It has also been very hot this last month, and that's not good for potato. Potatoes shift down on bulking, if the temperature is above 30 degrees, and all water in the world won't change that. So this hot weather has not been great for our potato crop. That said, our early yields and quality, we started harvesting -- the harvesting program in July and delivering it to the factory looks quite favorable.

On the markets, as many of you will know, we are looking at second very large global harvest. Maybe just a percentage point or two off last year's record in harvest, and this obviously has implications for prices. In Russia, similarly, a big harvest expected, total grains expected to be up more than 10%, wheat expected to be up about 15%. So predictions on total grains, $98 million, $99 million compared with $89 million and $71 million for the two prior year's respectively. So a big multiple surplus. Quite significant quality issues and wide differences in prices for, particularly wheat, between feed and milling wheat.

By our estimates, if you compare harvest year versus harvest year without any prior year figures in there, we think average, we are about 15% down on price. Corn, sunflower and oilseed rate, they are all more than 30% below five year averages. So these are pretty low prices, and those prices vary significantly off 10-year trends now.

In terms of our marketing, we have us posed in more reliant on futures this year than usual. We are roughly, in terms of our positions, we are roughly half physical forward sales, half hedged on futures. In terms of physical forward sales, we have our usual contracted positions on potatoes, [indiscernible] sunflowers, with PepsiCo and barley contracts with maltsters, plus we have also got some rape, winter wheat and soya sales.

With regards to the futures, we have -- its mostly winter and corn, and we have sales of wheat futures on Chicago and MATIF, and we have sales of corn futures on course on Chicago.

In terms of the value of those positions, we reckon combining both physical forward sales and the futures positions, versus the current spot market. We reckon that we are something like $11 million, $12 million as we speak.

Export program has started, railcars have been turning up and leaving our business. Slightly slower start this year, as we are in general, selling slower this year to avoid what we perceive could be a low and lengthy depressed harvest end market.

In terms of what compared to the [ph] full year, well it’s the usual suspects. Price obviously, we have very high price volatility in this part of the world, plus or minus 40% and $10 price change across our basket of crops is nearly $9 million, in terms -- as a sensitivity. Similarly, we have high yield volatility and 0.1 tonnes a hectare is somewhere between $4 million and $5 million. Clearly corn is a crop that will likely have the most impact on our full year.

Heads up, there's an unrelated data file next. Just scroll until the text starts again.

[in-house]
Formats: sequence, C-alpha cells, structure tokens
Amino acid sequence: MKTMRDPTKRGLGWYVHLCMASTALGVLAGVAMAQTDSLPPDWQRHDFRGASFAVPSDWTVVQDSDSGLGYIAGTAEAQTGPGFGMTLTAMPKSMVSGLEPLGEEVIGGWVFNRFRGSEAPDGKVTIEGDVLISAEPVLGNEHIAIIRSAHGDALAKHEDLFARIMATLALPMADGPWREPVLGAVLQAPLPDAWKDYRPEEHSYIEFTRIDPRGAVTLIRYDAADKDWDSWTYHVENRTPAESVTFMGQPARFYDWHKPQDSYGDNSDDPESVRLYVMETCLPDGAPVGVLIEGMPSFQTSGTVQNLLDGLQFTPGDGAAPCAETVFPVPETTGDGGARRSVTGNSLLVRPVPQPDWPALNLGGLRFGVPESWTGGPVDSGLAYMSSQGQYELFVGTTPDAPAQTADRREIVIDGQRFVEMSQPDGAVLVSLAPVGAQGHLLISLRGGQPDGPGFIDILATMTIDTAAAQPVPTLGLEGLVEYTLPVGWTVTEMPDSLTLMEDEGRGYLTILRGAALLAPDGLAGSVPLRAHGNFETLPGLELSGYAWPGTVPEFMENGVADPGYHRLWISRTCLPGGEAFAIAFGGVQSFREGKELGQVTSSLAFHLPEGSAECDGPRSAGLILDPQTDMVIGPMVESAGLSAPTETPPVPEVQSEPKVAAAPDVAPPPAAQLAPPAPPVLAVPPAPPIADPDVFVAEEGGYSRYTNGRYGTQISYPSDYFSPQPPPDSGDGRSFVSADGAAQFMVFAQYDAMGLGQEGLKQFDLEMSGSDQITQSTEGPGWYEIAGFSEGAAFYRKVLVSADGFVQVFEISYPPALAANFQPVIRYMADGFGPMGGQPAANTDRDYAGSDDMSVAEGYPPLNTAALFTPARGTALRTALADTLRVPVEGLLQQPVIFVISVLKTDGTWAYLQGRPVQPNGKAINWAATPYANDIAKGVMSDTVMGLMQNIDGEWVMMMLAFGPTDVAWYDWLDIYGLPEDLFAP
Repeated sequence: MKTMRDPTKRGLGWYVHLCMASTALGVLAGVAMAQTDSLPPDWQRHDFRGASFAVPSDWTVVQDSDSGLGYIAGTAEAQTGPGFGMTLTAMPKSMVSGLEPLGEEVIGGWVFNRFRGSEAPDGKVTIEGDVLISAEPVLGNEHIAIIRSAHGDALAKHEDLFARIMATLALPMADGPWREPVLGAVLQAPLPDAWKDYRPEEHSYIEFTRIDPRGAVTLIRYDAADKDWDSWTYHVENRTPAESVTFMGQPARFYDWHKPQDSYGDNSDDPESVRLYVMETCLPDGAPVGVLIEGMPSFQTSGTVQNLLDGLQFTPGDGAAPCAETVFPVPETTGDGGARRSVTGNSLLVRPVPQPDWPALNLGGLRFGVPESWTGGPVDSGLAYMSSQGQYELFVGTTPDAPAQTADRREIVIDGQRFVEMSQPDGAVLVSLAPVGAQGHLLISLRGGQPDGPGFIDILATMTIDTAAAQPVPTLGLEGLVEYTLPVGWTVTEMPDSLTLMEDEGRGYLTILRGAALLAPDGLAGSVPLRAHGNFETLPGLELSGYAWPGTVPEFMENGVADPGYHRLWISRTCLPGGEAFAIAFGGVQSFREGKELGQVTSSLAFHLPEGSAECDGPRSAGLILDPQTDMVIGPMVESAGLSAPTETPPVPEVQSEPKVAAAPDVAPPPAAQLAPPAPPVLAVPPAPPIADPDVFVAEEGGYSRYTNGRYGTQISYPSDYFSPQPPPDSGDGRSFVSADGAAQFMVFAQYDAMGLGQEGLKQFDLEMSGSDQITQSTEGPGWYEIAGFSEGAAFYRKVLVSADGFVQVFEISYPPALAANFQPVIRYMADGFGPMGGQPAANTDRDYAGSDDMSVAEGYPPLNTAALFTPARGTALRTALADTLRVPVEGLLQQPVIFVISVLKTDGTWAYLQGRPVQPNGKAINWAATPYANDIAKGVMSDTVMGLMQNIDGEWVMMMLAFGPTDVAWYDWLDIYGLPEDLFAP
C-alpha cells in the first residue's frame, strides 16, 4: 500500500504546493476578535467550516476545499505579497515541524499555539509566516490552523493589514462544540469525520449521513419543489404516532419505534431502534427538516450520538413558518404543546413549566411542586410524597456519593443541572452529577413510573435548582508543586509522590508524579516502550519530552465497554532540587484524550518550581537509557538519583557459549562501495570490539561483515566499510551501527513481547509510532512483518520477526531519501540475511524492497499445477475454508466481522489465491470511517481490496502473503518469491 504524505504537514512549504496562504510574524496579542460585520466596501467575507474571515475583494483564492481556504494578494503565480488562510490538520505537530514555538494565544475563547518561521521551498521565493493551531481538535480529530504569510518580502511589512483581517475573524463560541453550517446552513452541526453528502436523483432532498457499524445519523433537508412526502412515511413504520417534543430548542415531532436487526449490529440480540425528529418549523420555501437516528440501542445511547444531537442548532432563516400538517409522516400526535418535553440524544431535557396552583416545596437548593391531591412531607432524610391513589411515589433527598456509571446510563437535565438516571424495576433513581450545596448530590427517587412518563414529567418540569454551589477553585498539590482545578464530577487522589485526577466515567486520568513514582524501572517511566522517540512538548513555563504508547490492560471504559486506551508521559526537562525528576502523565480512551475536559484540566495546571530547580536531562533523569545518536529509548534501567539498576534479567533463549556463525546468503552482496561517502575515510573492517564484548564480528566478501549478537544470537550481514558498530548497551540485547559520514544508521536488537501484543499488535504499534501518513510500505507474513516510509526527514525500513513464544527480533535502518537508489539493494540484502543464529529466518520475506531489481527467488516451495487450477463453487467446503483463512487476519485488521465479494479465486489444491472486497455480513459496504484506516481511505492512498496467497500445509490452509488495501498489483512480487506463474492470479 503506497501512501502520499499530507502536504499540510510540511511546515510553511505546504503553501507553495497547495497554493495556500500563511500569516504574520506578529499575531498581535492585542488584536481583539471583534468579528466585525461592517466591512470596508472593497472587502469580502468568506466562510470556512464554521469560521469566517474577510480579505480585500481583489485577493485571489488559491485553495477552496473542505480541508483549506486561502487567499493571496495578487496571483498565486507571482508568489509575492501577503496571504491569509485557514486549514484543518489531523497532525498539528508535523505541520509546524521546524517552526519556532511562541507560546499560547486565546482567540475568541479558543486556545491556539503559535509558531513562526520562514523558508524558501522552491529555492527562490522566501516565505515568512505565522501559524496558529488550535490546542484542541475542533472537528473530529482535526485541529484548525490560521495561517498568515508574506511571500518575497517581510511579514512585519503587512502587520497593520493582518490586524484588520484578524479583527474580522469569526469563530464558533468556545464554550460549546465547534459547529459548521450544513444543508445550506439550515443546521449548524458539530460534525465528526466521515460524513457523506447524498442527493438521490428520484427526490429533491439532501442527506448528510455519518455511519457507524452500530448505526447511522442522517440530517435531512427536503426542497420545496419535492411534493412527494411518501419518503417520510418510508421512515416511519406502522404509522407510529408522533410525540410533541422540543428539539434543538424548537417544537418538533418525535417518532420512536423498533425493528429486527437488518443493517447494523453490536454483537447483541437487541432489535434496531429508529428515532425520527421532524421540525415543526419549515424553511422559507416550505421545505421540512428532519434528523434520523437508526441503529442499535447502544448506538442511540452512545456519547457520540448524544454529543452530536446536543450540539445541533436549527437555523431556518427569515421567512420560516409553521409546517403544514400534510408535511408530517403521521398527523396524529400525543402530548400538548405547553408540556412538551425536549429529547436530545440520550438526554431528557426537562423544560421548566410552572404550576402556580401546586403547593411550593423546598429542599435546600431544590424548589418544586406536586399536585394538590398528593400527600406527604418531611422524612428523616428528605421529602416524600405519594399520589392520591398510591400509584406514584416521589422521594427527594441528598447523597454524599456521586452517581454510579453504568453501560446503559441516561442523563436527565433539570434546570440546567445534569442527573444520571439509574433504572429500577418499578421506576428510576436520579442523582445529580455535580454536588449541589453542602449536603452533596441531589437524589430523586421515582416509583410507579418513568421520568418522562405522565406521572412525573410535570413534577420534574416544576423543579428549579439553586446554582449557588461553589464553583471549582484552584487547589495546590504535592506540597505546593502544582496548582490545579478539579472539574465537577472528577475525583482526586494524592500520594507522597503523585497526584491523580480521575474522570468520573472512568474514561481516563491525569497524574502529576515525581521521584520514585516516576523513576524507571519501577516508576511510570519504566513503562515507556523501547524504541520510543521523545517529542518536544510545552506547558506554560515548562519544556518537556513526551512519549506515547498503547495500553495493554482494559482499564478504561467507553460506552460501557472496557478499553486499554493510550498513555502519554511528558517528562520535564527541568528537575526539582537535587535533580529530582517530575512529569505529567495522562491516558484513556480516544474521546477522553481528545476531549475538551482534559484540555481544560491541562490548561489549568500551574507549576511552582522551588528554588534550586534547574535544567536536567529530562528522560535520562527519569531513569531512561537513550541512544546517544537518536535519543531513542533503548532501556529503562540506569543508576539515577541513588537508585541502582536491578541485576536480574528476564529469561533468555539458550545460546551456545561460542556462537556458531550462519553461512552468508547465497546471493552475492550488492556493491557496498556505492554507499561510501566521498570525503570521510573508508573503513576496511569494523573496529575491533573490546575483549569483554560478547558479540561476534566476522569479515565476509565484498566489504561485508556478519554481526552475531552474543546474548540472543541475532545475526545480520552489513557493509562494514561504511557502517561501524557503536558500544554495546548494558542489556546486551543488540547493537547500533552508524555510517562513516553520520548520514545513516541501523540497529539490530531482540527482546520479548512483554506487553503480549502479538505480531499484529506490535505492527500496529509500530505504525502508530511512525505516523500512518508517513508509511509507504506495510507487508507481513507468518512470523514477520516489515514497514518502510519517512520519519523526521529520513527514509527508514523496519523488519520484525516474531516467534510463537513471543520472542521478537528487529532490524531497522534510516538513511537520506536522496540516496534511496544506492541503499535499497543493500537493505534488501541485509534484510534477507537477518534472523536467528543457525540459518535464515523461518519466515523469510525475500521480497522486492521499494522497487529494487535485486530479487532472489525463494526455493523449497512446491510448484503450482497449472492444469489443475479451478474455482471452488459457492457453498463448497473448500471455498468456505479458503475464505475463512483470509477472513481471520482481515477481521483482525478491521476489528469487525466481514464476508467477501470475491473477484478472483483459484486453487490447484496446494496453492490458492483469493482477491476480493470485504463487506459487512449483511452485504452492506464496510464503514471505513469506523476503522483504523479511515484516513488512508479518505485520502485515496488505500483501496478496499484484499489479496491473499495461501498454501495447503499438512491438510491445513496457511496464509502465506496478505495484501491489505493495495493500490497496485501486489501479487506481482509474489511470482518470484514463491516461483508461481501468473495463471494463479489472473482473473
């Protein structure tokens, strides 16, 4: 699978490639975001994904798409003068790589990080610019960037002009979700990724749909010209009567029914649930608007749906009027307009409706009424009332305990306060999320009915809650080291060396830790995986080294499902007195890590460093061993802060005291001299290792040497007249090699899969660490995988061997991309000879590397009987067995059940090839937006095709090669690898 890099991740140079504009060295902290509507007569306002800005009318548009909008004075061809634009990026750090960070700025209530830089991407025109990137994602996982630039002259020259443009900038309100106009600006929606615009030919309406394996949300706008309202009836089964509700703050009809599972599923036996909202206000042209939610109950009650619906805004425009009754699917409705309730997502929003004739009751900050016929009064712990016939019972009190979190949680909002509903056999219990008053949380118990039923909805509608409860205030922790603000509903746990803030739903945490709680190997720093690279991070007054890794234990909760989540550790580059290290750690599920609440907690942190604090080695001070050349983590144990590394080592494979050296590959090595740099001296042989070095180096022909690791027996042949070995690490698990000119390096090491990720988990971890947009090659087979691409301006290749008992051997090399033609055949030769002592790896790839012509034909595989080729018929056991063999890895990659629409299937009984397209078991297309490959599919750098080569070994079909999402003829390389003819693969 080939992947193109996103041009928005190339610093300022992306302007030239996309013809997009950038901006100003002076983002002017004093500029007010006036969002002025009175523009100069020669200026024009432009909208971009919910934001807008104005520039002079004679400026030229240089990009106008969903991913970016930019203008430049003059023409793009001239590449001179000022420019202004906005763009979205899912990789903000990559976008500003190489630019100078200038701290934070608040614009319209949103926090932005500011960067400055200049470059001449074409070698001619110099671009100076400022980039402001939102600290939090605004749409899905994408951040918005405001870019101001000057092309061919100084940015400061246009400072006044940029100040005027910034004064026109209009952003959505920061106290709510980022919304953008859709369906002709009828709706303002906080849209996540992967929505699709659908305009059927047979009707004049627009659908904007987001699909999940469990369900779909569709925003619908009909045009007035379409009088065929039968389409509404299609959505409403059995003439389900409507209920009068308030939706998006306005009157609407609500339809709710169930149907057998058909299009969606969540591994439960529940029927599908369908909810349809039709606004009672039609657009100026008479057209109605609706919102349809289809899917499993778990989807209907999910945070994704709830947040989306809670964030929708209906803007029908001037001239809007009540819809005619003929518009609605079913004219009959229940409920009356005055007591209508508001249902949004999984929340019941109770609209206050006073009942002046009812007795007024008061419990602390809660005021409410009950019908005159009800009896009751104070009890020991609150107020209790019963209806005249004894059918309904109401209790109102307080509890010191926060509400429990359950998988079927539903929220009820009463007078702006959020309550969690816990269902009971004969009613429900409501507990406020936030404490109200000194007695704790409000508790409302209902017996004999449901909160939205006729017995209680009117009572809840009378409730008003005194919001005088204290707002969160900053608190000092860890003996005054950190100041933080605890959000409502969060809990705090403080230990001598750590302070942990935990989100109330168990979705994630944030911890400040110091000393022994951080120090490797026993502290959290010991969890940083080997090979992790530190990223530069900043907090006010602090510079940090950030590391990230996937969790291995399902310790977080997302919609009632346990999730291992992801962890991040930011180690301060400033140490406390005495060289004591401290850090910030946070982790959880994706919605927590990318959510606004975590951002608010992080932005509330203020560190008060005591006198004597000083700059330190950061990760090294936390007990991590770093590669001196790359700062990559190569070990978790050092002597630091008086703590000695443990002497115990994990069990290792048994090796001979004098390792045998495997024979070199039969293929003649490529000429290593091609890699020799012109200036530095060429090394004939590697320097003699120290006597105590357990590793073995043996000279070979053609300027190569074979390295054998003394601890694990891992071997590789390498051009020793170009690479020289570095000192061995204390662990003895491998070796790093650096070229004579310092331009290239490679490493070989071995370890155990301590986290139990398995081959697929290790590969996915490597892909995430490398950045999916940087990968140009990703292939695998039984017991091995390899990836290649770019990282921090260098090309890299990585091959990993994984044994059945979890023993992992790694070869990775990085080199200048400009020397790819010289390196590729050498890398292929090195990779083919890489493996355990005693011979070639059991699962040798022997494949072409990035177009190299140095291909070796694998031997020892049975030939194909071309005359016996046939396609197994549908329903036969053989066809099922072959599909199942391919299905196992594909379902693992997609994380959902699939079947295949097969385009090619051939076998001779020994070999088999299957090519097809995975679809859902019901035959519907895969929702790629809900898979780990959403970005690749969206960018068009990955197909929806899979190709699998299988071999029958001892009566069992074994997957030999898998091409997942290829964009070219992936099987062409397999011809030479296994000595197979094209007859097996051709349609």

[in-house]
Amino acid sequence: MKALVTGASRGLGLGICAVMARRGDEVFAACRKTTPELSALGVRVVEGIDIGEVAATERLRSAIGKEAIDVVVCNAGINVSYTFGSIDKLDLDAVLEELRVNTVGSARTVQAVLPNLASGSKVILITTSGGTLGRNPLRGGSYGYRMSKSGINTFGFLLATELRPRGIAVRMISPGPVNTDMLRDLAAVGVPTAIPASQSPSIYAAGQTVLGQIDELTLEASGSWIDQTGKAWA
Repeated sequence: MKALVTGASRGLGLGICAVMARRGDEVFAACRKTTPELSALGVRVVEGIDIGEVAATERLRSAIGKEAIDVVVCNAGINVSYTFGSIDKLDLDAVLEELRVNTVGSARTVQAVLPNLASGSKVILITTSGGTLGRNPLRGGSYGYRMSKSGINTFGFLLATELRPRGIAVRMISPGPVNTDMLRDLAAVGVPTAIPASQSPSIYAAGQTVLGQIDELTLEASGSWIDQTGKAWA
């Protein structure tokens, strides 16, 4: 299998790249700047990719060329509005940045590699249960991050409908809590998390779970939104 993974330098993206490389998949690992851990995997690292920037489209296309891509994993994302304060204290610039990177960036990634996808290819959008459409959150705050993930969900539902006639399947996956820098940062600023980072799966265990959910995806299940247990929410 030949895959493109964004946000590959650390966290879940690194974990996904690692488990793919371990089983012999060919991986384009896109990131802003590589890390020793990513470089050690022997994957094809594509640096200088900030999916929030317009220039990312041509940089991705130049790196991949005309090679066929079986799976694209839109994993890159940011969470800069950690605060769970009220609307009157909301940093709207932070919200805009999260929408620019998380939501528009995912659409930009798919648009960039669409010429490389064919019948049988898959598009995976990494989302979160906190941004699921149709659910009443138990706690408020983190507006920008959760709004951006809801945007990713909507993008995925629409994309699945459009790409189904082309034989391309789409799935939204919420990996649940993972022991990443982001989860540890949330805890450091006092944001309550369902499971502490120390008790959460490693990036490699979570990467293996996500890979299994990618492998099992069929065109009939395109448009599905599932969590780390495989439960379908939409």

As ever, we have to get crops in the store, so we need to do this cheaply and we need to maximize quality, especially this year, given the spreads between feed and quality to important building projects. In that regard, we have four new dryers that we are installing, because we have so much more corn in the business. So that is on track, and we will be ready for that corn harvest.

Similarly we are building storage facilities for this season's potato crop, and again oil plant needs to be ready for September.

So to summarize, a lower result versus last year, this is entirely down to a different approach. On a like-for-like basis, it would be a much better result. We have gone to considerable length to make that change as clear as possible. So we hope that comes through in the report. A strong start on harvest, with yields significantly upon last year, but we have a long way to go. Most of our revenue is still standing out in the fields.

Spot prices now pretty low, down some 15% on last year. At this stage, costs are under control. We continue to work hard, developing out and expanding our [indiscernible] price for next year, and starting to look beyond there as well.

The Kalach divestment was very important. This was a poorly performing farm. So good to have got that sold. We continue high levels of activity on -- divestments and acquisitions.

As Erik pointed out since the quarter end, the rouble has weakened somewhat, given the geopolitical situation, which is a complicated and challenging picture. You would all be aware of the import bans. It looks now likely not to be accompanied by an export ban, which was saw as the biggest downside risk; and if you just consider, in terms of the import ban and not the wider picture, potentially some positives in the medium term.

There has also been a bill submitted to the Duma which is, at sort of very early stage, but it appears anti-foreign ownership and anti-large scale farmers. It’s the first of what would need to be four stages for it to come into law. It's very difficult to understand the motivation behind this bill. We don't think it’s a retaliatory move, because of the data which submitted. We have looked into this. It's impossible to clarify the impacts on our business at this stage, even if it did make into law. So we are monitoring that situation.

Despite that backdrop, a pleasing stuff to harvest, in terms of productivity. Obviously a good growing season in Russia, but in large part. It reflects the many initiatives improvements taking place in the business.

I think at that stage, we should hand over for Q&A.

Question-and-Answer Session


(Operator Instructions). Our first question today comes from Sergej Kazatchenko from Pareto. Please go ahead.

Sergej Kazatchenko - Pareto